- We can provide more female, family and disability friendly spaces and programs (eg. ensuring there are childcare options, accessible and flexible opening hours, providing some activities that are female-only, and offer services at a range of affordability).
- We can present the arts (particularly to young people) as a professional industry for all genders, with viable and sustainable career options.
- We can be proactive in our exhibition programming and collections, aspiring to gender equity. This is not just the business of major institutions but just as imperative for small not for profits in tiny regional towns.
- We can advocate for better childcare services in regional communities to ensure that regional women have comparable access to professional career paths as city women.
- We can be kinder to the many regionally based ‘late-emergers’ (the middle aged, semi-retired and retired women) who are establishing or re-establishing an arts practice after decades of caring for others. Their delayed professionalism can be seen as a symptom of structural prejudice. Whose benefit does it serves to denigrate their contribution?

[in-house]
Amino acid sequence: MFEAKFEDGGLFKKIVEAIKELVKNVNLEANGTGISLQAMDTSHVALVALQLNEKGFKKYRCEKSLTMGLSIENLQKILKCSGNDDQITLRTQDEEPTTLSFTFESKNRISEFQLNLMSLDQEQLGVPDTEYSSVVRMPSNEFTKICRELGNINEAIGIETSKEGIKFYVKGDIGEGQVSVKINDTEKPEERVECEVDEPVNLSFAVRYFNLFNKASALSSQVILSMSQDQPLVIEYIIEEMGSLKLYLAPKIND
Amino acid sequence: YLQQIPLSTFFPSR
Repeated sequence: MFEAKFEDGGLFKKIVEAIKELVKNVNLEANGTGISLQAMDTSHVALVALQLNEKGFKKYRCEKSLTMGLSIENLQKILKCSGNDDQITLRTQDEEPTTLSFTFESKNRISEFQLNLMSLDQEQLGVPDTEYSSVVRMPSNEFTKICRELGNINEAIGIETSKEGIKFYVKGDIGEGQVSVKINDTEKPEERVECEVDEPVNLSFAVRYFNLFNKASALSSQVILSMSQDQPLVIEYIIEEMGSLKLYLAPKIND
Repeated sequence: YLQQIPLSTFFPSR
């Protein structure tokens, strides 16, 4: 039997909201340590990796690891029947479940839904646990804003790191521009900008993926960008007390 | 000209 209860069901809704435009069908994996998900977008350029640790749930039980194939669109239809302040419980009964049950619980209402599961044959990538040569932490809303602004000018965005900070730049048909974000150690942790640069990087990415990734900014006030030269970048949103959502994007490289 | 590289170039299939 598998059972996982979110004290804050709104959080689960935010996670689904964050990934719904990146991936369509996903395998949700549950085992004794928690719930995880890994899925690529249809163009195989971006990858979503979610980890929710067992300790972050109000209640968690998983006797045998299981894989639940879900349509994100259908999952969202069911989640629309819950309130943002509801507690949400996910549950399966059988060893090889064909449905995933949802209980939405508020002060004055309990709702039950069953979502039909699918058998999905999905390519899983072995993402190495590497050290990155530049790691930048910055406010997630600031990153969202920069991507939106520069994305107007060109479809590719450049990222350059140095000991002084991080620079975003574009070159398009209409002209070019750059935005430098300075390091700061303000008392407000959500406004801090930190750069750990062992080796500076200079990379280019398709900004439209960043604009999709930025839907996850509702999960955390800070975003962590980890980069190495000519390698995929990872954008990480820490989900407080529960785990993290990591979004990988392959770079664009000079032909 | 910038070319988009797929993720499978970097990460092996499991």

- We can advocate directly to regional LGAs, corporate and private sector for more equitable gender representation in their executive.
- We can be more observant and curious about life around us. Not making assumptions about the ‘truth’ we think we know about the women (or the men) in our communities or the sector within which we work.
- We can become women that write about art and talk about art – ensuring a balance of gender in arts criticism.
- We can join organisations like The Sheila Foundation that help give collective voice to our individual experience.
Fiona Sinclair has worked within the regional arts sector within WA for over two decades across a broad continuum of engagement (from artist to curator, gallery manager, cultural tourism developer, advocate, board member and more recently a regional arts hub coordinator). She is passionate about the intersection between creativity, culture and community.